Although the Day of Silence had not yet been introduced to this gentleman’s school in Florida, the faculty members were discussing strategies for its future implementation, with explicit instructions to present this as a civil rights issue. (Needless to say, this black American also did not approve of equating gay activism with the civil rights movement.) And what should the teacher do if a student raised a religious or moral objection to homosexuality? The conversation, he was told, should immediately be turned back to gay civil rights, and no religious or moral objections should be entertained.

Yes, the Day of Silence has become the Day of Silencing – unless parents and educators and students determine to let their voices be heard. Now would be a good time to start.

From: Townhall.com

Check out Line of Fire Radio. Listen to full audio here.

How sad is this – a reflection of the desperate our society is in, as is mentioned at the end of the audio clip discussing this. Everybody is “too scared to interfere” – understandably, considering the article “Homosexual agenda can’t make ‘fearless one’ tremble” as an example. What if you’re branded a homophobe, fired etc? Thankfully this gay propaganda (and I’m not in the mood to tippy-toe around this issue) isn’t pervasive all around the world yet, but America is very effective in exporting their ideologies – thanks mostly to Hollywood I’m sure.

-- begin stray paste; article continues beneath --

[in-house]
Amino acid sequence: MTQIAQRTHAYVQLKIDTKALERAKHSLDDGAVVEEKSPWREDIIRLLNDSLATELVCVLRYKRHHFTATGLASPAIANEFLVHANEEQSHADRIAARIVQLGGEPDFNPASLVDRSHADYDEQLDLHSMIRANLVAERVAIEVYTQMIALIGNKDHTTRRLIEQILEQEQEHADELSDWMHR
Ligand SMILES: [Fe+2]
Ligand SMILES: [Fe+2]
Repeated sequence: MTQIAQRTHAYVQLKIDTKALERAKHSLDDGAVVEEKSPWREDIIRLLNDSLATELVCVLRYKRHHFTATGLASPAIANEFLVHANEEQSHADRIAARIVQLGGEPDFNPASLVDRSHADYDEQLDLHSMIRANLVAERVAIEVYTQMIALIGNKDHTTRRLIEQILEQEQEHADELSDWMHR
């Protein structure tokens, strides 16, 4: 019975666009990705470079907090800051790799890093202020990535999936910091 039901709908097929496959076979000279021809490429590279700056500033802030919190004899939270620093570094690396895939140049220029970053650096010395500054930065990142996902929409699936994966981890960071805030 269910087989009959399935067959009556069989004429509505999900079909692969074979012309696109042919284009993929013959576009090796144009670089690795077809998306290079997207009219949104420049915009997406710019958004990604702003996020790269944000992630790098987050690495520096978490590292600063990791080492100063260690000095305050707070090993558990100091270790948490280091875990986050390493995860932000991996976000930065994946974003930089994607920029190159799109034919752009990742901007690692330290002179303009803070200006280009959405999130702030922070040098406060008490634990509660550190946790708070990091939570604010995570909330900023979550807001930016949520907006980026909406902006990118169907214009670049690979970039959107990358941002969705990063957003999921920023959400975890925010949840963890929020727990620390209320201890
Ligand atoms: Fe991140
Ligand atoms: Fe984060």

LA Times: McInerney shot King in a school computer lab at E.O Green Junior High in Oxnard in February 2008, after days of conflict between the boys. Students and teachers at the trial testified that King had been dressing in women’s accessories and wearing makeup, and was flirting aggressively with male students on campus who did not want the attention.

School administrators sent a memo advising teachers to give King his space, but to report safety problems. Teachers at the trial testified that when they tried to report growing tensions between King and several boys, school leaders shunned them.

The victim’s mother, Dawn King, revealed for the first time Monday that she had contacted school officials four days before the shooting in an effort to solicit their cooperation in toning down her son’s behavior. The boy had been taken from the Kings’ home two months earlier by authorities because of problems at home.

She said she was told that her son had a civil right to explore his sexual identity.

“I knew, gut instinct, that something serious was going to happen,” she said. “They should have contained him, contained his behavior.”

Prosecutors said the first trial showed that the case was too emotional to take to trial a second time.

“The first jury was unable to keep their emotions out of it,” Ventura County Chief Deputy Dist. Atty. Mike Frawley said. “This really tugged powerfully at people’s hearts.”

See also: “Brandon McInerney gets 21 years: School faulted in gay teen slaying

Listen to full audio here.